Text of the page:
Between 2000 and 2010, the number of people age 65 to 84 in the U.S. grew by 3.3 million. While 13 percent of Americans are currently age 65 or older, that proportion will jump to 18 percent by 2030. The current 40 million senior citizens will balloon to 89 million by 2050.
These numbers and their impact are awe-inspiring and a bit frightening. Baby boomers enteringwill dramatically change today's business and lifestyle landscape. Baby boomers may stay in the workforce longer than their parents did, both because they need the money and they're not ready to leave behind fulfilling careers. And when they finally do retire, their need for health care and assisted living could permanently alter what retirement living arrangements look like for generations to come.
Work. Americans didn't always aim to retire early. Back in 1880, 78 percent of men over age 64 were still in the workforce. In 1934, the official retirement age of 65 was introduced. And by 1990, only 30 percent of men over 64 remained in the workforce. Now the retirement age is increasing again. In today's era of economic uncertainty, many would-be retirees will need to keep working to make ends meet and be considered fortunate if they can find or hold on to jobs.
will certainly improve the finances of individual baby boomers, but could also lead to intergenerational conflict. Older employees who stay on the job longer than expected could be perceived as standing in the way of younger workers who are in search of their chance to contribute to society and make a living. And senior citizens who take up positions far beneath their experience levels could compete with students and recent graduates looking for a first job.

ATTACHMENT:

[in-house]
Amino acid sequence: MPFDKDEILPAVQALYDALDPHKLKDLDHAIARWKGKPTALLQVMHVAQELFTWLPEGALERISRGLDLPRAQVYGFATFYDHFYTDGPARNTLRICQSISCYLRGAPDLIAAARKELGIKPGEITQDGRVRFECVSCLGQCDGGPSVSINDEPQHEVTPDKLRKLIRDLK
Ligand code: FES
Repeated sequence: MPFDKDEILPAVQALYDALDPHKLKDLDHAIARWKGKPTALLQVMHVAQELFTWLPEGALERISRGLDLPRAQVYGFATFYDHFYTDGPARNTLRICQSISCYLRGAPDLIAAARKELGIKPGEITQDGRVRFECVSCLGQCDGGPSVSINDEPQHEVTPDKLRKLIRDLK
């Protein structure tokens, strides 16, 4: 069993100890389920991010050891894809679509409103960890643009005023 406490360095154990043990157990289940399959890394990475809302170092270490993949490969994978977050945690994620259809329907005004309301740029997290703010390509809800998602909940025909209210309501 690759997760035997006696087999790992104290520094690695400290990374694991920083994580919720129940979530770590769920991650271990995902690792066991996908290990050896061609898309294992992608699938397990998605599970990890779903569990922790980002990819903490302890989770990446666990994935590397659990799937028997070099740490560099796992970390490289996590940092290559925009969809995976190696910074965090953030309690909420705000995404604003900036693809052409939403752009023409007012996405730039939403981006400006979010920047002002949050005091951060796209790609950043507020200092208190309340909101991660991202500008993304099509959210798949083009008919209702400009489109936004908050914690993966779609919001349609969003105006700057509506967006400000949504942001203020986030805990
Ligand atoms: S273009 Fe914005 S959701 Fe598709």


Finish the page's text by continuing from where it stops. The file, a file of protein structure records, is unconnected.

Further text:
As more seniors stay active in or re-enter the workforce, older workers will increasingly report to , which can also create tension if both parties don't learn to effectively communicate with one another. Without sensitivity on both sides and a willingness to work together, conflict is likely and the welfare of the company could be jeopardized.
Living arrangements. Once they leave the workforce behind, aging baby boomers will face decisions regarding their living arrangements that will impact family and friends. In the ideal situation, baby boomers will remain able to cope with the responsibilities of home ownership, take care of themselves, and live safely where they are. But they are unlikely to remain healthy enough and sufficiently independent to go it alone indefinitely.
As they continue to age, a growing percentage of baby boomers will reach the point where they cannot completely fend for themselves. At that time, moving in with family may be an option. But challenges are bound to arise when family members must adjust their lifestyle to incorporate the quirks and habits of new residents. Parents may face scrutiny in how they raise their children, with unwanted input from the grandparents. And the physical requirements involved in caring for seniors can tax the patience and finances of the rest of the family.
When boomers require more attention than can be effectively provided by family members, nursing homes and extended care facilities will need to be considered. For families already challenged due to the economy and demands of raising a family, this can be brutal. Assisted living facilities that provide hands-on personal care for those who cannot live alone, but do not require the full-time coverage provided by a nursing home, cost an average of $3,261 per month, according to a Genworth Financial survey. Nursing homes with semi-private rooms are $5,790 per month, while those with private rooms ring in at $6,390 monthly.
Baby boomers changed the world in their youth and as working adults. Their impact continues at a relentless pace and will likely change ouras millions move into retirement age.
Dave Bernard is not yet retired but has begun his due diligence to plan for a fulfilling retirement. With a focus on the non-financial aspects of retiring, he shares his discoveries and insights on his blog .